It’s been over 20 years since Steven Spielberg captured our imaginations with Jurassic Park, giving the monster genre a new lease of life and burning its mark on popular culture. Unfortunately the film was followed by two lacklustre sequels in the shape of The Lost World and Jurassic Park 3. Over a decade later and after years of production fans were finally allowed back into this world with the hugely anticipated Jurassic World.
Set twenty years after the events of the first film Jurassic World is now a booming theme park that is attracting thousands of viewers day in day out. To keep up with audience demand the owners have created a new dinosaur- the Indominous Rex (thankfully the movie does acknowledge what a ridiculous name this is.) Indominous is a twisted hybrid of various other creatures and is set to be the park’s biggest and most exciting dinosaur to date.
All hell breaks loose however when the Indominous Rex tricks its creators, escapes its confines and goes on a rampage through the park.
In the midst of all this several other plot points are going on. Bryce Dallas Howard is the sites manager Claire and she is tasked with looking after her two nephews for a weekend. Chris Pratt is Owen Grady, a ex navy seal who now trains Velociraptors and then there is some other, less interesting stuff going on about how the animals shouldn’t be trained for war and some rather heavy handed anti-capitalist stuff.
There is a scene half way through Jurassic World where one of the young boys Zac is sat on his phone ignoring the spectacle taking place in front of him, why? Because it’s now old news and he wants something new and exciting. This sums up one of the key problems with Jurassic World, it brings nothing new to the table. The Indominus Rex is a rather toothless and unimaginative foe, the fight scenes are bloodless and dull and the big moments have all been revealed in the trailer.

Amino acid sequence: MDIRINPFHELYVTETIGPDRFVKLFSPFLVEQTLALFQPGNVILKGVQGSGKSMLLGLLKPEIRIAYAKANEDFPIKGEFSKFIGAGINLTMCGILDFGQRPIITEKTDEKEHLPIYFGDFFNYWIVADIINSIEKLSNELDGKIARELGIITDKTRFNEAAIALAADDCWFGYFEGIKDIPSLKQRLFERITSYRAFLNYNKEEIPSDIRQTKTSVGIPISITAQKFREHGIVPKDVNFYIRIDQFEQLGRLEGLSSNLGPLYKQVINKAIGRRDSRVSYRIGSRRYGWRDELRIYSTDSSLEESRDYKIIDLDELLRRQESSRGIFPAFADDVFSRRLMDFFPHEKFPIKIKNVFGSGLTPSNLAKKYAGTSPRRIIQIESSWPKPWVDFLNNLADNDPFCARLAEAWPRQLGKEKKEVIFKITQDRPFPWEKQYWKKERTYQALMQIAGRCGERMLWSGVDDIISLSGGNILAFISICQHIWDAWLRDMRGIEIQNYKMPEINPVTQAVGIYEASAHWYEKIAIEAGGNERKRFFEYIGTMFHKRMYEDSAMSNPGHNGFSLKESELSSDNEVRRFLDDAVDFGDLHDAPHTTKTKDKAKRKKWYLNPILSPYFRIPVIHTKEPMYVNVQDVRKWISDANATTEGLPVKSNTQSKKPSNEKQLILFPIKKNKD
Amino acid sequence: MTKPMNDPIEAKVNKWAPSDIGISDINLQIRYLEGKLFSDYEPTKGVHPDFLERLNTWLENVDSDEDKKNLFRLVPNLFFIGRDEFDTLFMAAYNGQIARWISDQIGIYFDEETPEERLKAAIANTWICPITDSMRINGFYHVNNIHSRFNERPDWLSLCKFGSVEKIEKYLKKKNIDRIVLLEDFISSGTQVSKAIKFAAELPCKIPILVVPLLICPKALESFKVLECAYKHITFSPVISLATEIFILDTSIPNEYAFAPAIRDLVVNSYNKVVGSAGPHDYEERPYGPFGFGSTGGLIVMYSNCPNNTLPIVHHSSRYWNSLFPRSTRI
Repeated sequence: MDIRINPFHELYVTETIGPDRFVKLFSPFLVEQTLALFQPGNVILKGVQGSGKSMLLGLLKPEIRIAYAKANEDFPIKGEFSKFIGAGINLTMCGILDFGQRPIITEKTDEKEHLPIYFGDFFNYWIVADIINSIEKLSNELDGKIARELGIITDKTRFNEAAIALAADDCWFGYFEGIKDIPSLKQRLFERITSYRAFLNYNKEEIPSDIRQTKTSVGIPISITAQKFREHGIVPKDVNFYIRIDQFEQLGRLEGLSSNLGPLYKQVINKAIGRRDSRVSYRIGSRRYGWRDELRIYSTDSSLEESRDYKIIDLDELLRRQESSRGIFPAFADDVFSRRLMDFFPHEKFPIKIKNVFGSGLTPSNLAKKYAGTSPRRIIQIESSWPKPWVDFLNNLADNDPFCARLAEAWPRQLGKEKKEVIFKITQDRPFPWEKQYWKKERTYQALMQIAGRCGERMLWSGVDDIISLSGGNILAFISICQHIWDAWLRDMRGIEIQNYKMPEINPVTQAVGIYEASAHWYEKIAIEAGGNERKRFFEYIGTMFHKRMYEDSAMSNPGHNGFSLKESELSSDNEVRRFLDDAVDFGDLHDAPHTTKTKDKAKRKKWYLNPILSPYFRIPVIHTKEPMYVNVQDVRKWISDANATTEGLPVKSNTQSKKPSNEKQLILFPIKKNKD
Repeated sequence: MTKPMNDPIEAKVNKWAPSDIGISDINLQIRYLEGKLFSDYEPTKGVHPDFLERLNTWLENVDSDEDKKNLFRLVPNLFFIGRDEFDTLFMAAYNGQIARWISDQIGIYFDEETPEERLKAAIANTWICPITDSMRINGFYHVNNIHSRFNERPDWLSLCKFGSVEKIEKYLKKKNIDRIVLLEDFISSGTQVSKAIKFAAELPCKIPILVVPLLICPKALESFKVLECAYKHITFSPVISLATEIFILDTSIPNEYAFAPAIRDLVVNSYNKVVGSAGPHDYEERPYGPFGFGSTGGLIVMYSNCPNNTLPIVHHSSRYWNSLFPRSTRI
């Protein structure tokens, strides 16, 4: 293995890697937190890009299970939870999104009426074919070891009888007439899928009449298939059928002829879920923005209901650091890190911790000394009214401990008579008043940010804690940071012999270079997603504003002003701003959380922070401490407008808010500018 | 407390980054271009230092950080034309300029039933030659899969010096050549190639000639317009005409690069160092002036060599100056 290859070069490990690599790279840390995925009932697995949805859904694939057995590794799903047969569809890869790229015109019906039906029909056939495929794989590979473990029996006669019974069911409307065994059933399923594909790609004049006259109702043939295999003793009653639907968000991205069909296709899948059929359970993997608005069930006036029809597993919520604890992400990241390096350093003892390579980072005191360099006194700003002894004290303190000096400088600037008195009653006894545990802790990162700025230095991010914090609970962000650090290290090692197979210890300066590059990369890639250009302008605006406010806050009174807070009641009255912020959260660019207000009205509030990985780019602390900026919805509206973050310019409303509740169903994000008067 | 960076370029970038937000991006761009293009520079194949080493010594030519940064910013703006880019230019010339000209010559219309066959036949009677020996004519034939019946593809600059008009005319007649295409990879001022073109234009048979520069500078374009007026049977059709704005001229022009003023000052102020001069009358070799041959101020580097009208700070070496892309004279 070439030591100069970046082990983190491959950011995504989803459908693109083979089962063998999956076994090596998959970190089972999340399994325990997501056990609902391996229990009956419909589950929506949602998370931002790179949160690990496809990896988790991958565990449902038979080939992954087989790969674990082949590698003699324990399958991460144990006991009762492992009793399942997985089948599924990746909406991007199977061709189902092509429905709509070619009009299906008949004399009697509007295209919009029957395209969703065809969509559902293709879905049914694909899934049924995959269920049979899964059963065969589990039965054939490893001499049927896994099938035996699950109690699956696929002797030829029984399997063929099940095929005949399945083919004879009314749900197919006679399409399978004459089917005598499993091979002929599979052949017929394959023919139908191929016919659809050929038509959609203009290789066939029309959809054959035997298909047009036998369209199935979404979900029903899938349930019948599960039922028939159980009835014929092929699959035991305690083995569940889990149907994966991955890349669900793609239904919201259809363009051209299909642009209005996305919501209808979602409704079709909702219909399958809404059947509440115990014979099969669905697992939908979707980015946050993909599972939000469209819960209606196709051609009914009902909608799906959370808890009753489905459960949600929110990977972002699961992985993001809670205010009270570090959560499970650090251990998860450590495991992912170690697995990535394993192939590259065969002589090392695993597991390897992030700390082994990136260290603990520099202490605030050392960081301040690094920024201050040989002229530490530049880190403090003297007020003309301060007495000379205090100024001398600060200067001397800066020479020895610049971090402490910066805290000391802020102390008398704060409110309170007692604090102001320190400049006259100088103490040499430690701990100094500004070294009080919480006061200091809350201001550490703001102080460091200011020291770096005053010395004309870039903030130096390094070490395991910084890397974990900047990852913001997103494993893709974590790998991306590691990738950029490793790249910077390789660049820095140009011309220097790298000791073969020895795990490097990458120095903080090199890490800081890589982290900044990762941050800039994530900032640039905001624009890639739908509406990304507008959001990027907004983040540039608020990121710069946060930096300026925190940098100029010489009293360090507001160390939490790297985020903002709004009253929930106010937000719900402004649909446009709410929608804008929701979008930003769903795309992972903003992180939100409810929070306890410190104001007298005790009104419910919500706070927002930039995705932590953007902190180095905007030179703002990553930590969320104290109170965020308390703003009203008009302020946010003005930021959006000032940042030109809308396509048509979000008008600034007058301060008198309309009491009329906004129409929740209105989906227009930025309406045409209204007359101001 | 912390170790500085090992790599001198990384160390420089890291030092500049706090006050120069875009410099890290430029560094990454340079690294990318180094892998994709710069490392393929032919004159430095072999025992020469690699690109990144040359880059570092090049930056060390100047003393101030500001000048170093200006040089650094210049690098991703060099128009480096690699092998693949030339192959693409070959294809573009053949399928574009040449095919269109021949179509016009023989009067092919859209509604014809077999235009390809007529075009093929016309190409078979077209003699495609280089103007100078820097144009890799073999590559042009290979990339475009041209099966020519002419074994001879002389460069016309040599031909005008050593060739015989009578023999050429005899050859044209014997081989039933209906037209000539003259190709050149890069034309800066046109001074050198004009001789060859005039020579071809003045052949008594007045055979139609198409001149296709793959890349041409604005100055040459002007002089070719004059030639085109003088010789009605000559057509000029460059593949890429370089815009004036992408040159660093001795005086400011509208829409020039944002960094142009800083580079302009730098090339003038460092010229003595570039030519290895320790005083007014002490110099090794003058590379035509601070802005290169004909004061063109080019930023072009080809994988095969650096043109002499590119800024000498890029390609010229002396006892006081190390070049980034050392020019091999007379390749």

One of the most frustrating aspects of the film is just how much it underuses its considerable talent. Chris Pratt is one of the hottest and most likable actors in Hollywood today and whilst his charisma is put to use he is often shot like a cheap Indiana Jones rip-off, complete with two escapes under trap doors. Bryce Dallas Howard gives it her best but like Pratt is weighed down by a cliche heavy script. Ifran Khan provides some light comic relief as the sites owner in a film largely absent of any humour.
No film in recent memory has become exactly the thing it is preaching against quite like Jurrasic World. The film preaches about how the park should be ran for enjoyment, not money, whilst constantly bombarding us with product placement. One building is even named after Samsung. The park itself has transformed into a mall, complete with handily placed Starbucks and Pandora shops which happen to be ever present in the underwhelming final sequence.
Unlike last month’s superb Mad Max:Fury Road, which was undeniably a labour of love Jurassic World feels like it was picked straight off the production line to provide us with bland CGI sequences designed to make our jaws drop, with a little bit of lazy social commentary chucked into just to give it an inflated sense of its own self importance.